Violent Bolton gang attacker freed from jail after he convinces judges he is not dangerous
Updated 1:05pm Friday 21st February 2014 in News
A CRIMINAL who was given a potentially life-long sentence for a spate of violent street attacks and muggings has convinced top judges to free him on appeal.
Peter Richard Venables, aged 24, of Chorley Old Road, Bolton, took part in a succession of gang-related offences, with two of his victims brutally battered, when he was aged just 17.
The incidents all took place on the same night in January, 2007.
Venables was locked up indefinitely for public protection — a sentence which can mean a life-term — after he admitted two counts of robbery, inflicting actual bodily harm and wounding with intent at Bolton Crown Court in April, 2007.
But two of the country's most senior judges, sitting at London's Appeal Court, yesterday upheld a sentence challenge by Venables, cutting his term to five years behind bars and five more on licence — effectively freeing him immediately.
Lord Justice Jackson said Venables and other youths committed a frightening litany of crimes in the early hours of January 14, 2007.
At about 2am, Venables and an accomplice attacked James Carter, knocking him to the ground and punching him, leaving him unconscious, the appeal judge said.
He was taken to hospital with bruises and cuts to his head, which had to be stitched and glued shut.
Mr Carter also had his wallet, containing bank cards and £20 in cash, stolen.
Venables and others then assaulted Michael Parkinson, kicking him in the head and causing him “serious injury”.
Then, at about 3am, Venables and four youths assaulted a third man and punched and kicked him to the ground.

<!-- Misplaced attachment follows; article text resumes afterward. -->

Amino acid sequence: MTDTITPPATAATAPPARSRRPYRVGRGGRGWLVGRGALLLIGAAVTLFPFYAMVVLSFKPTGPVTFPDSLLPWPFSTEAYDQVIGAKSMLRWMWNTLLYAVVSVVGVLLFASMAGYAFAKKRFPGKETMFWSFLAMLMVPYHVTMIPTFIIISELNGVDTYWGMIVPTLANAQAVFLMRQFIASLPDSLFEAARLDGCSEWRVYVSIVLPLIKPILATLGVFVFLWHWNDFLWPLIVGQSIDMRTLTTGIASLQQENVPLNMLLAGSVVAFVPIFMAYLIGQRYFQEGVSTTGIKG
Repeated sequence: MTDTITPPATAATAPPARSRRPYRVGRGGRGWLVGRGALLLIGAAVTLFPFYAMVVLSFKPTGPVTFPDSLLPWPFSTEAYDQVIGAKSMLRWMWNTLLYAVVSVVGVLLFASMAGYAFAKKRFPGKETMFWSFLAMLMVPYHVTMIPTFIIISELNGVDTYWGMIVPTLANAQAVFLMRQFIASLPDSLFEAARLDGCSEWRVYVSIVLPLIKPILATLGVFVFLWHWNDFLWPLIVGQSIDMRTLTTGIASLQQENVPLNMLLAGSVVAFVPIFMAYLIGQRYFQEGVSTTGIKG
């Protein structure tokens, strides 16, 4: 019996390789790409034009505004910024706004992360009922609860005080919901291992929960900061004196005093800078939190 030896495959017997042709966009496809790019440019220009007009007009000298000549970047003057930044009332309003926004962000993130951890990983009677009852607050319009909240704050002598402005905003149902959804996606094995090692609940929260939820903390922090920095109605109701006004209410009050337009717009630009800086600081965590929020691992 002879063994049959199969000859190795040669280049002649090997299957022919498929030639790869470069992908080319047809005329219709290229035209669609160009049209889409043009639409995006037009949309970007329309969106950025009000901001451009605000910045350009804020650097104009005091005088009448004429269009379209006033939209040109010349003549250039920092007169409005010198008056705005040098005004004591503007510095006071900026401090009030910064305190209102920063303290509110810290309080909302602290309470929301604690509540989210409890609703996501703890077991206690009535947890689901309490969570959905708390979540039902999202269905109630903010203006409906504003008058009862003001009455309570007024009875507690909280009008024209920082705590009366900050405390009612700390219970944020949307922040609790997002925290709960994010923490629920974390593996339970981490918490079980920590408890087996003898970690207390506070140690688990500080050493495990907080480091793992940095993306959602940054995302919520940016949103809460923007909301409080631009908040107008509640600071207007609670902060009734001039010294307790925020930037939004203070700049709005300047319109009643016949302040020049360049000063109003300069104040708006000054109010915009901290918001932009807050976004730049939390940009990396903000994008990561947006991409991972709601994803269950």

When the victim later returned to the scene to look for his missing watch, the group attacked him again with a glass bottle. They then stole his phone and cash.
Venables admitted all the offences after his arrest. He was deemed a “dangerous” offender by the sentencing judge, who handed him an indeterminate period of detention in a young offenders' institution.
On appeal Venable's barrister, James Dixon, argued that the judge erred in imposing such a term.
Mr Dixon pointed to evidence that, despite a poor start to his time in custody, Venables had shown true remorse and had kicked a debilitating drug habit since his incarceration.
Lord Justice Jackson, sitting with Mr Justice Griffith Williams, said: “We have carefully considered Mr Dixon's written advice and written submissions and we think that this argument is well-founded.”
Allowing the appeal, he concluded: “In our view, the proper sentence in this case was an extended sentence of 10 years, comprising a five-year custodial term and a five-year extension period.”
As a result, Venables is eligible for immediate release, with the remainder of his sentence to be served on licence in the community.